World marathon record holder Paula Radcliffe is facing up to the very real possibility she may never compete again because of ongoing complications with her foot injury.

The 39-year-old was forced to pull out of the 2012 Olympics shortly before the Games, despite having had specialist treatment in Germany in July.

Radcliffe underwent surgery in August when it emerged her foot problems were more serious than first thought and it was then she entertained a future without competition.

However, she still had hopes of participating in a 10 kilometre race, as well as the 2014 London Marathon, but now she knows she may never again compete.

Radcliffe told BBC Sport: "Targets have gone out of the window.

"I'm very much in that limbo where I know and accept that realistically it may not be possible.

"But at the same time I have a little window of hope and I would rather be able to finish my career in a race, rather than a race I can't actually get to the start line of."

"I would love to be able to run a couple more marathons before I finish, even if it's just another half marathon" - Paula Radcliffe

Radcliffe has endured severe pain and complications in her left foot for 18 years, but despite that she became world marathon champion in 2005 and twice won the world cross-country title.

Next month marks the 10th anniversary of her world record, a mark which still stands today, when she completed the London Marathon in two hours 15 minutes 25 seconds.

However, Olympic success has eluded Radcliffe, fourth in the 10,000m in Sydney in 2000 the closest she has come to a medal.

Following the heartbreaking decision to withdraw from London only days before the marathon, Radcliffe targeted the World Cross-Country Championships which took place in Poland last weekend.

In December, that was revised to a 10km race in the spring, but she admitted today she feared then she may never run again, even recreationally.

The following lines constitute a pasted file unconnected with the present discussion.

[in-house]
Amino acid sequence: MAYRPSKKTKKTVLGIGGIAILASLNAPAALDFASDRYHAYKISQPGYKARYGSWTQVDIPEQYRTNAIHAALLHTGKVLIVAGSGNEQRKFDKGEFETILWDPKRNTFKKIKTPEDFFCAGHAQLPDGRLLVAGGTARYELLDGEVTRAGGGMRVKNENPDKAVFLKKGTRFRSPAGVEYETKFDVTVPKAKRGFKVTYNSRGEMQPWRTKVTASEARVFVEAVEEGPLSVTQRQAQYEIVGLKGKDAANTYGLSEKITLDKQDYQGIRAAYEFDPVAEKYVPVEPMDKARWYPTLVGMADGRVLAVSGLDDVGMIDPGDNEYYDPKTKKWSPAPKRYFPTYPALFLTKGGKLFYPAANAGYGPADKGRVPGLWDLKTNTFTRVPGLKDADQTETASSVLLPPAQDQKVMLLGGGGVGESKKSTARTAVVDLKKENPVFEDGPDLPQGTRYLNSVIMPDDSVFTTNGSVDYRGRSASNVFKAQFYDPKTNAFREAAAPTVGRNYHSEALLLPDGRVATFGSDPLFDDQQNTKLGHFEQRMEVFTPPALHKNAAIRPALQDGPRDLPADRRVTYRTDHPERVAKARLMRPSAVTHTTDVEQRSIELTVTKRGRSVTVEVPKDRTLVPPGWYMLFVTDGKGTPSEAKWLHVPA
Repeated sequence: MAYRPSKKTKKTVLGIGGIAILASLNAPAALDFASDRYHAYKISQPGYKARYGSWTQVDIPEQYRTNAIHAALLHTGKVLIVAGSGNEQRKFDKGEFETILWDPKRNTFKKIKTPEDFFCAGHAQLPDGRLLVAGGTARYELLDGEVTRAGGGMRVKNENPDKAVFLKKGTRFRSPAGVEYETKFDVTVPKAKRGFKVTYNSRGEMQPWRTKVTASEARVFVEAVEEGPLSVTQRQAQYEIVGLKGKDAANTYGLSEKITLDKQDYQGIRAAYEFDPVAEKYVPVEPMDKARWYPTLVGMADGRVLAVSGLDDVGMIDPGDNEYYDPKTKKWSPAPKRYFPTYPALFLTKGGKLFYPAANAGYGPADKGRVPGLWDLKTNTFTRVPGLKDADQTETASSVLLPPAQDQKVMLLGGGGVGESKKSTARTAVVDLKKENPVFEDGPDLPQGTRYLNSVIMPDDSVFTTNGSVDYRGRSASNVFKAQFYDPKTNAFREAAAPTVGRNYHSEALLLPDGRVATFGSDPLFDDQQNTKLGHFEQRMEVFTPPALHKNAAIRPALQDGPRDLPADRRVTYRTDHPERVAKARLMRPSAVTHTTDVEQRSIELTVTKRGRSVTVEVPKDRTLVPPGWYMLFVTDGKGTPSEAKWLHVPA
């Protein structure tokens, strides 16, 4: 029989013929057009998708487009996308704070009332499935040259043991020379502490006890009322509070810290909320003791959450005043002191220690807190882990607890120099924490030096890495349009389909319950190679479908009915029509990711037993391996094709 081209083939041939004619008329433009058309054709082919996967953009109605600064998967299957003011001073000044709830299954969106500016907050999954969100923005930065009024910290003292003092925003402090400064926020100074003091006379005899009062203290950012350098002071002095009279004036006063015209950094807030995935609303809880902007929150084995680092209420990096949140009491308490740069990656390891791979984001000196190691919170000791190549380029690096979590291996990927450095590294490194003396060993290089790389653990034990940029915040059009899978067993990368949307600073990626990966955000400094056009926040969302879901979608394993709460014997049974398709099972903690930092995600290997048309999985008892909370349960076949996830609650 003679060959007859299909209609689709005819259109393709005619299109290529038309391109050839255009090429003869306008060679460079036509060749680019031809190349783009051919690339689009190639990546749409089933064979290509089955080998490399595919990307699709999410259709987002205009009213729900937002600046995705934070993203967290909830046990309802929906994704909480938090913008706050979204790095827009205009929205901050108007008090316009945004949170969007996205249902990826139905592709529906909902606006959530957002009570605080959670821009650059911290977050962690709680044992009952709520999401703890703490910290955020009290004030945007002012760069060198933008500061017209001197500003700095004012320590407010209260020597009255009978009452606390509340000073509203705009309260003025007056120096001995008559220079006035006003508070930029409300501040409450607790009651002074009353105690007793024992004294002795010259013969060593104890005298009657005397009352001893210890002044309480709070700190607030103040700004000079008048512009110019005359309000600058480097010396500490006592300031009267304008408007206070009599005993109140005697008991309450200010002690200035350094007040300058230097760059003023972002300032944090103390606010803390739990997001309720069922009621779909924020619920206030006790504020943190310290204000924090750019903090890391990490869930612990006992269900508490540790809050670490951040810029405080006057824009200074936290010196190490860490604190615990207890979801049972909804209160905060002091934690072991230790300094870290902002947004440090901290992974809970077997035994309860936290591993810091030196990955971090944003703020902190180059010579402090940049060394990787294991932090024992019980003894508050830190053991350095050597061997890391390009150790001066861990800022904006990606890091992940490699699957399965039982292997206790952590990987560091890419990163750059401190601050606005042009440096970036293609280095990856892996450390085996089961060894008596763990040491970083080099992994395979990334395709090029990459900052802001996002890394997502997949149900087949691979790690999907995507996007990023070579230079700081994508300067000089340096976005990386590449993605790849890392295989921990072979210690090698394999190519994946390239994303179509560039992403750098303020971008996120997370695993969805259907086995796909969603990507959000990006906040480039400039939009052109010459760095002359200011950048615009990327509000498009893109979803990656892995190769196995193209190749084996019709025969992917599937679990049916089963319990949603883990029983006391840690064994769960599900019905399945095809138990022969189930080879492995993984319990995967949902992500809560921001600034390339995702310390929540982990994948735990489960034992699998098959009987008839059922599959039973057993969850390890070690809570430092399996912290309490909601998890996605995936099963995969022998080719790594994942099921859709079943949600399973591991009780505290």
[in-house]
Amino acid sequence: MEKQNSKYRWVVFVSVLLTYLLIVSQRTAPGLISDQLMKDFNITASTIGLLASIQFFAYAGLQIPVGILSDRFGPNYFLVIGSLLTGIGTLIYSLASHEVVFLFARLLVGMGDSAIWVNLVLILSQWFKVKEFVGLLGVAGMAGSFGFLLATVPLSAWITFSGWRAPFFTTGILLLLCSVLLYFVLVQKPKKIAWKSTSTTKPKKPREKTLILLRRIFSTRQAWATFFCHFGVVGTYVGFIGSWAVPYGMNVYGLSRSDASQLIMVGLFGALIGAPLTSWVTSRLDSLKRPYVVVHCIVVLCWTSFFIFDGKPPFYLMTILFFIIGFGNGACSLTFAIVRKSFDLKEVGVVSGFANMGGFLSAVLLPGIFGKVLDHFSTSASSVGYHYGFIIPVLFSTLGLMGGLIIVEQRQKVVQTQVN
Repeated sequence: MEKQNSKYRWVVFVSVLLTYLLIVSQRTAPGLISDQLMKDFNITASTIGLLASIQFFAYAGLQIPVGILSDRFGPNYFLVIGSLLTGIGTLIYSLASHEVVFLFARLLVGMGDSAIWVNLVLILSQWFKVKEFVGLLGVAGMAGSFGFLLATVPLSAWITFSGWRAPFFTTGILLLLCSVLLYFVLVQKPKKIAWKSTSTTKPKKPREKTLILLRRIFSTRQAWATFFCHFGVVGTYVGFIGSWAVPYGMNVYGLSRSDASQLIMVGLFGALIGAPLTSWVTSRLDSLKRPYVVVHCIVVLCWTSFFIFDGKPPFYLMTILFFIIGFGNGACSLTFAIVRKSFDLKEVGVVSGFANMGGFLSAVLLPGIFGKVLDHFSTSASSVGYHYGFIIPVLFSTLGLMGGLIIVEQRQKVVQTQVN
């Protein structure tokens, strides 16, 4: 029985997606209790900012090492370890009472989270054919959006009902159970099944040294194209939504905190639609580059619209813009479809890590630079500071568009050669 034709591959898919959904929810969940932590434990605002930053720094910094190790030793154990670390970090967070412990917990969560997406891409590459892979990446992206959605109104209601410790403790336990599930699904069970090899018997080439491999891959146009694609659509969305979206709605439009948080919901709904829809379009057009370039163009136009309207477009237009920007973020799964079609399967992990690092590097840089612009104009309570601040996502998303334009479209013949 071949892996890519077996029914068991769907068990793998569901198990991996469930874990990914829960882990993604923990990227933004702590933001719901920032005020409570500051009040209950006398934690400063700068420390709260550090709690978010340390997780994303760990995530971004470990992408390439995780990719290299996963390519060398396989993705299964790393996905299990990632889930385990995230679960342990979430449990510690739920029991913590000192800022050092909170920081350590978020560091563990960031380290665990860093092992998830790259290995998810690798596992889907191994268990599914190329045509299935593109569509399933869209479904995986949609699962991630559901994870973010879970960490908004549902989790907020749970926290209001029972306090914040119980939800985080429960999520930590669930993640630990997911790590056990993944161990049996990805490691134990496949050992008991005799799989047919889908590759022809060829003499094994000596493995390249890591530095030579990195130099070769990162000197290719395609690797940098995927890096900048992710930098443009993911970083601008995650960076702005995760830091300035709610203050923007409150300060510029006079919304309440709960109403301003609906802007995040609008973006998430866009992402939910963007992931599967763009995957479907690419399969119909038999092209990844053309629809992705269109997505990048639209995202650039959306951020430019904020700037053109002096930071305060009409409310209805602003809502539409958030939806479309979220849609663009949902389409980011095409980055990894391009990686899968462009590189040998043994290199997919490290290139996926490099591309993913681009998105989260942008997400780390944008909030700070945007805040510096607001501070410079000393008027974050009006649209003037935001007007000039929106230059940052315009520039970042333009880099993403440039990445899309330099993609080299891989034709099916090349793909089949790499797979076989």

She said: "I've not even been able to run after the kids in the last few months, and you start to think about the first goal - to get back and be able to have a normal active life and then worry about if I can get back to competing.

"In all honesty with me, it was probably always going to be something going wrong with my body that would make my career start to wind down because I am always going to want to keep competing and keep getting out there.

"I would love to be able to run a couple more marathons before I finish, even if it's just another half marathon.

"At the same time I would still like to have a healthy foot in 20 years' time."

Radcliffe underwent a second operation to remove a screw holding her bone in place and things have looked up since.

She added: "It's now looking encouraging, and certainly there's a lot less pain walking around, and I'm able to develop foot strength with a view to getting back running in the next couple of weeks I hope.

"It certainly has been a long process and a lot longer than I thought it was going to be back in August.

"It is a case of letting everything settle down and get strong again before I start to stress it again running.

"When I do start running, I want it to be something that I can keep doing."